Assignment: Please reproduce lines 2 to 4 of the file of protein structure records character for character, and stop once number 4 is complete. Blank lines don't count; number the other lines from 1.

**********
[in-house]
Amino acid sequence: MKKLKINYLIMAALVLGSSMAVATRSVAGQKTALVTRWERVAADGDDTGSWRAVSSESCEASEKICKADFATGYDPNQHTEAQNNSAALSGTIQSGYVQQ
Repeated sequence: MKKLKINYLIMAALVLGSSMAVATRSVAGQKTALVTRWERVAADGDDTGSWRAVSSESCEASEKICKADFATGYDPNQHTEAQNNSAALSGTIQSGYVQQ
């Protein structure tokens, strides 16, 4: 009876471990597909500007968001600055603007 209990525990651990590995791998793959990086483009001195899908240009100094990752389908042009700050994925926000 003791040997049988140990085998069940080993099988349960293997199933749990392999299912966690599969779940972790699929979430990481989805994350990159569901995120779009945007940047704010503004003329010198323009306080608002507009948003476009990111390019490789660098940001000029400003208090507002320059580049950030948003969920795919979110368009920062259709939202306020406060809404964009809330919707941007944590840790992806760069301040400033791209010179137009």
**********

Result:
Amino acid sequence: MKKLKINYLIMAALVLGSSMAVATRSVAGQKTALVTRWERVAADGDDTGSWRAVSSESCEASEKICKADFATGYDPNQHTEAQNNSAALSGTIQSGYVQQ
Repeated sequence: MKKLKINYLIMAALVLGSSMAVATRSVAGQKTALVTRWERVAADGDDTGSWRAVSSESCEASEKICKADFATGYDPNQHTEAQNNSAALSGTIQSGYVQQ
């Protein structure tokens, strides 16, 4: 009876471990597909500007968001600055603007 209990525990651990590995791998793959990086483009001195899908240009100094990752389908042009700050994925926000 003791040997049988140990085998069940080993099988349960293997199933749990392999299912966690599969779940972790699929979430990481989805994350990159569901995120779009945007940047704010503004003329010198323009306080608002507009948003476009990111390019490789660098940001000029400003208090507002320059580049950030948003969920795919979110368009920062259709939202306020406060809404964009809330919707941007944590840790992806760069301040400033791209010179137009």